Cape Wind Is Not the Answer

By Audra Parker

(Listen to an audio version of this essay).

The debate over the Cape Wind project tends to focus on whether or not we should build a wind plant in Nantucket Sound. But this debate ought to be broader and address the best way for us to meet our nation's rising energy demand.

Generating clean energy is not an all or nothing venture; it is not a choice between Cape Wind and no clean energy at all. We have options that we can immediately pursue to meet our energy needs without ruining Nantucket Sound.

Energy efficiency programs that reduce demand are a great alternative. They are as straightforward as adopting standards for energy efficient appliances. And they are as dramatic as a study by the Northeast Energy Efficiency Partnership that shows we could more than satisfy our growth in demand by achieving just half of our energy efficiency potential.

Upgrading fossil fuel plants with higher efficiency, cleaner fuel is also more cost effective and less intrusive. For example, upgrading Canal Electric could achieve the same environmental benefits as the proposed Cape Wind project at a fraction of the cost.

Another attractive alternative that is becoming more of a reality is offshore wind in remote deep water sites. This option offers the benefits of wind generation but without many of the negative impacts of near shore sites.

In Europe, the leader in offshore wind energy, there are already deep water projects in the works. A pilot project in Scotland will install two wind turbines more than twelve miles off the coast and in depths of more than 150 feet, far further and deeper than the proposed Cape Wind project. Expected to begin producing electricity this year, this project is being closely watched for its potential to generate power without destroying the landscape or endangering vessel traffic.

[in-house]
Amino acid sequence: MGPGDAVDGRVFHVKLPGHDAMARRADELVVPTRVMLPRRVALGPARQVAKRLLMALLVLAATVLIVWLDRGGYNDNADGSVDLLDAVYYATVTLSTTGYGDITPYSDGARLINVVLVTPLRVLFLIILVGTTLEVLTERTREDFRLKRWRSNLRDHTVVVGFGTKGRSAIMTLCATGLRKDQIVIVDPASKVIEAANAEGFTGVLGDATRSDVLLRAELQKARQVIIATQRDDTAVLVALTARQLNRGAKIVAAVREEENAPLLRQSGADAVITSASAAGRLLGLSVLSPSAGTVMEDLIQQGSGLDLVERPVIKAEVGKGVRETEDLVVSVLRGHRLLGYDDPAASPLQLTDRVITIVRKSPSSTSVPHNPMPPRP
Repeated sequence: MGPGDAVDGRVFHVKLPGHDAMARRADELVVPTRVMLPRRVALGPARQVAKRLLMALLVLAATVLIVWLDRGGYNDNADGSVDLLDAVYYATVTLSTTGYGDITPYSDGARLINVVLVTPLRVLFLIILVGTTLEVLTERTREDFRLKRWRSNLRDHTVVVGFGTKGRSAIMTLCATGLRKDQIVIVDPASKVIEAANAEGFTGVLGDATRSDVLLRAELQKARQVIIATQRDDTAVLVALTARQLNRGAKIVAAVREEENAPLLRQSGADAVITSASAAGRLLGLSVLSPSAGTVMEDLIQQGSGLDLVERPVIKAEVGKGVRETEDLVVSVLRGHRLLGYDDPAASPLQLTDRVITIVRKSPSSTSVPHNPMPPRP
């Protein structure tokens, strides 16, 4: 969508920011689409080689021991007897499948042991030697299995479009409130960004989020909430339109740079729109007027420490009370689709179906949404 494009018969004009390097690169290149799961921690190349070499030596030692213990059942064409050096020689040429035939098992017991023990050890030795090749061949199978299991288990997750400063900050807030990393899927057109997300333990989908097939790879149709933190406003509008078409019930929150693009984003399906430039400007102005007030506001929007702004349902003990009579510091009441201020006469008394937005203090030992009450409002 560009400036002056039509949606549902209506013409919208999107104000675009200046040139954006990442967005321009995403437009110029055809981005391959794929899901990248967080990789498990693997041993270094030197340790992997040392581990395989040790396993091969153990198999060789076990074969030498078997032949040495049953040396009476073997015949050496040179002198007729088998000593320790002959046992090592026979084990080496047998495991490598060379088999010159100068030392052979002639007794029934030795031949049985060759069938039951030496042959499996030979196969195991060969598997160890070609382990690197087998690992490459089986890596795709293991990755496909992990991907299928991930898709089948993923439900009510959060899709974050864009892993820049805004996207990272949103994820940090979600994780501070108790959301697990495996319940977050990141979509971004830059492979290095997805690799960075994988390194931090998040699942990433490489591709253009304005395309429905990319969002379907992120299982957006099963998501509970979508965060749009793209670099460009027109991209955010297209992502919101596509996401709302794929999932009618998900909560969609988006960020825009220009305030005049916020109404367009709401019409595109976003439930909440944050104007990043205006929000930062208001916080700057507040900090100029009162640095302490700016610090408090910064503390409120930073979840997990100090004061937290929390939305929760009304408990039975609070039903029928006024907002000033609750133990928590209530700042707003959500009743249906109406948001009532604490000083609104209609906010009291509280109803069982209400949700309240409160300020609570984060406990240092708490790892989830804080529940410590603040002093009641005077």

Floating offshore wind turbines are being explored for even further distances. The Energy Research Center of the Netherlands is studying the feasibility of wind plants located from 30 to 120 miles from shore. In Norway, an energy group is planning to deploy a deep water floating turbine next year. And this newest of wind technologies is projected to be economical within a decade by the US's own National Renewable Energy Lab.

Here in the US, deep water sites are also gaining attention. The Massachusetts Technology Collaborative, General Electric and the US Department of Energy have partnered to create the Offshore Wind Collaborative. Their goal is to further the development of offshore wind, especially remote deep water sites off the Northeast coast.
Offshore wind technology is advancing so rapidly that sacrificing Nantucket Sound is short sighted. In the near future, the public could get the same benefits from building an offshore wind plant further out to sea with far fewer negative impacts. And at the same time, we would avoid being saddled with what may well become an obsolete technology.

Contrary to claims made by proponents of Cape Wind, this project is not vital to the development of the offshore wind industry. We already have ample experience in Europe that we can leverage, and a project surrounded by controversy and local opposition won't help the development of offshore wind. When the Department of Interior, newly in charge of renewable energy projects on the Outer Continental Shelf, releases their regulations for offshore wind, there will be many projects seeking permits in less conflicted sites. These well-sited and supported projects will provide far more positive experience than what would ever be learned from Cape Wind.

It is clear that we have options to meet our energy needs. With alternatives such as energy efficiency programs and the possibility of deep water sites, we don't have to needlessly sacrifice the beauty and environment of Nantucket Sound for the gain and claims of a private developer.

Broadcast February 24, 2006

Audra Parker is communications director of the Alliance to Protect Nantucket Sound